The Coronavirus pandemic can be especially triggering for those of us with complex trauma.  There will be constant reminders of our trauma as we try to navigate a world in crisis.  Those reminders can bring our childhood beliefs back to the surface.  These beliefs were often instilled by our original abusers and live in our unconscious with our unhealed trauma.  Here are some examples of what might trigger us.

Scarcity of Supplies and Professional Services

Loss of Control over Self or Space

Invalidation of our Emotional Reaction

Denial of our Reality

In a time of crisis, one of the most important yet difficult things is to get honest about how we are feeling.  We are going to default into a trauma response.  We might numb our responses and move into panic mode, buying all the supplies and watching the news incessantly.  Or we might deny there is a problem to keep the panic at bay.  Both are unhealthy, but typical.  And they will have an impact on our immunological health.  Connecting with self can help us find a balance in our responses to crisis.  Here are some steps to try:

Slow down and ground.  This doesn’t have to be a monumental experience.  You don’t need to spend hours each day grounding unless you want to.  Take 5 minutes to connect with the body and slow the mind’s racing.  Do this often throughout the day to reconnect with self.  Bringing awareness to our thoughts is just as important as bringing focus to the body.  Both are needed to fully ground.  Take a look at my Facebook live stream about the 3 myths of grounding for more information.

Write from the belief that there will not be enough.  Scarcity beliefs come from trauma.  There wasn’t enough of what you needed in your childhood because you were not prioritized.  In a crisis, this trauma can be triggered.  Try writing from beliefs like:

“I will run out of what I need.”

“I won’t be able to get what I need.”

“I won’t survive.”

Write from the belief that something horrible will happen to you.  You have spent your entire life waiting for the other shoe to drop.  And you used hypervigilance to stay alive by avoiding surprises.  Right now, this crisis will trigger hypervigilance.  Write from beliefs like:

“This is going to take me out.”

“I can’t control my environment like this.”

“I won’t be prepared for everything.”

Write from the belief that you are being punished.  In childhood, we were often blamed for things that were not our fault.  In adulthood, we could have a tendency to believe we are being punished when things go wrong.  Try writing from beliefs like:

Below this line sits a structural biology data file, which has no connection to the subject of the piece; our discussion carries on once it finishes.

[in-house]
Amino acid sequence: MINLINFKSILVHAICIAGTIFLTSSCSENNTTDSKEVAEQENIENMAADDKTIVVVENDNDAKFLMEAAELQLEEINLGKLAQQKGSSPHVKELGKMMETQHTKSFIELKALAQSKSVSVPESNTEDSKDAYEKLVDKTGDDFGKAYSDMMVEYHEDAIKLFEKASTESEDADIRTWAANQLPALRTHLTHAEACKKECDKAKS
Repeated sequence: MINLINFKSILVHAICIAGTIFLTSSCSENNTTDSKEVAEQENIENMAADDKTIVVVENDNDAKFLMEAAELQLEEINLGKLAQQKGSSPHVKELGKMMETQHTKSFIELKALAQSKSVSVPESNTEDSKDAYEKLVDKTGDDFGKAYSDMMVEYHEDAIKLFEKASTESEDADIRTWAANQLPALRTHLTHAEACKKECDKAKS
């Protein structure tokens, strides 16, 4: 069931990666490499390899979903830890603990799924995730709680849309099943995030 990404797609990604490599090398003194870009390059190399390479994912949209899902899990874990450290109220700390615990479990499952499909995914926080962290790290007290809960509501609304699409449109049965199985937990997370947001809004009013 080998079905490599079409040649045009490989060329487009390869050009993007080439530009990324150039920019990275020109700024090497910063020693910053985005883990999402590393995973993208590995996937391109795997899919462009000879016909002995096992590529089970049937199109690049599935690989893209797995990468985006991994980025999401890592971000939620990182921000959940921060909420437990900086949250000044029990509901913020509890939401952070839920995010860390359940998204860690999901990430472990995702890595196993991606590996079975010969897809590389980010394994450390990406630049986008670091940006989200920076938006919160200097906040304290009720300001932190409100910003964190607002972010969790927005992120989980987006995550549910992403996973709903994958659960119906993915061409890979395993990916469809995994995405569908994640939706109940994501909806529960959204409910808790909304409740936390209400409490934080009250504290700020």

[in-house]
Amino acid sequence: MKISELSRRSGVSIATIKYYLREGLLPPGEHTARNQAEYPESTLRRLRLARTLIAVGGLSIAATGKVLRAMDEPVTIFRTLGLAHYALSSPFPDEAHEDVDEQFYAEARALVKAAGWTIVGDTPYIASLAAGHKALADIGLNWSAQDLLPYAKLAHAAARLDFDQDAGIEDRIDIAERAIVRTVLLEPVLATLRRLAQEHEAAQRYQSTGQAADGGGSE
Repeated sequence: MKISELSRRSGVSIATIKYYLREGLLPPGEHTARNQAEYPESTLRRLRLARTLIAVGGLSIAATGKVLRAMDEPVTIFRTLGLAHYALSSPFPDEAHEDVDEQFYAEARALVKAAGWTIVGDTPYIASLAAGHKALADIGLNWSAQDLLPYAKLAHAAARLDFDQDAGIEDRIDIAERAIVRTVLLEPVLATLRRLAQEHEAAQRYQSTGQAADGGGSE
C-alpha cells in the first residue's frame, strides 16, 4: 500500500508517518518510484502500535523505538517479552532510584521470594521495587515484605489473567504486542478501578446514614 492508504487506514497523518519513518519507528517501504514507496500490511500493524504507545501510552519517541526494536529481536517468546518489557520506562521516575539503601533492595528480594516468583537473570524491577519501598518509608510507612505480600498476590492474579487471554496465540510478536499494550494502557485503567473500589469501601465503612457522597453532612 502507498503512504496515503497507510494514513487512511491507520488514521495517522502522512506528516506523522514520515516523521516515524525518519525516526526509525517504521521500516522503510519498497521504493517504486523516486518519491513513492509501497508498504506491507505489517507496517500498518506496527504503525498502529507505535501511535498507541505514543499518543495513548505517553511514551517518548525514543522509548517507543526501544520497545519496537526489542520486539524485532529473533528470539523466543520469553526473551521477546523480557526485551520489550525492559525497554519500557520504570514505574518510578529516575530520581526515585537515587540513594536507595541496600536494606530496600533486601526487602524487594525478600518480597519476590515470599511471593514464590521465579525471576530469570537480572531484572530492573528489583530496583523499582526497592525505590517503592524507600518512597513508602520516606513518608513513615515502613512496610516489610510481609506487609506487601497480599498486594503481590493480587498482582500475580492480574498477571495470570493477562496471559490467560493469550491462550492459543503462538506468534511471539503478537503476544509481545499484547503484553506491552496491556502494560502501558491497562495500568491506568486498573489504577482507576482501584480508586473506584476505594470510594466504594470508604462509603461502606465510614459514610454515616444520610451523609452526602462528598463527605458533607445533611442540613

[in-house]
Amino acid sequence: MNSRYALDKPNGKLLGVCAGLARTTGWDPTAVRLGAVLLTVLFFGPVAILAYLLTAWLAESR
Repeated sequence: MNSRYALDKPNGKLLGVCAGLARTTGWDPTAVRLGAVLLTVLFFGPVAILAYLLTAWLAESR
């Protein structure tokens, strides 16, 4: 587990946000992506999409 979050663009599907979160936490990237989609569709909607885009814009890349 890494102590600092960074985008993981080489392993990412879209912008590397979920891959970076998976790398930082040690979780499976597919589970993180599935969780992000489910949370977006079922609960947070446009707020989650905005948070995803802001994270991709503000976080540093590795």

“I am being punished because …”

“I should have known better and done something about this sooner.”

“This is happening because I am bad.”

Write from the fear of being alone.  Some of us may leave a traumatic environment with a deep desire to be alone.  But some of us may believe that being alone is dangerous because there is no protection.  Being alone can also make us uncomfortable because our unhealed trauma can rise to the surface when things slow down.  Try writing from these beliefs:

“I am not safe when I am alone.”

“I need someone to protect me.”

“I can’t slow down.”

Write from the fear of being trapped.  It is common to come out of childhood trauma with a strong fear of being trapped.  When we are restricted from moving freely in our lives, we can experience intense trauma responses.  Write from beliefs like:

“I can’t get away.”

“I will be stuck here forever.”

“They are trying to control me.”

Write from your anger.  It is important to get real about how you feel about this virus.  The virus might feel like another abuser.  You might have some tough questions about why the bad people seem to live forever while the good people always get clobbered with bad things.  You might even have a few hopes about who the virus takes out.  Try writing from beliefs like:

“I hate this shit.”

“I hope it takes out (enter abuser’s name here).”

“I am sick of all the bad things.”

Feel your emotions.  You probably grew up in an environment which invalidated your emotional response and denied your reality.  The same thing is happening here.  There are plenty of people ready to call any response to this virus an overreaction.  And there are plenty of people ready to call the non-reactors irresponsible.  But take time to hear out how you are really feeling.  Self-acceptance and compassion will be incredibly powerful for you right now.  You do not need external validation for how you feel.  Take time to connect with yourself.

On March 15th, I held a live stream on my Facebook page about our internal processing of the Coronavirus pandemic.  Go to this link to build your awareness.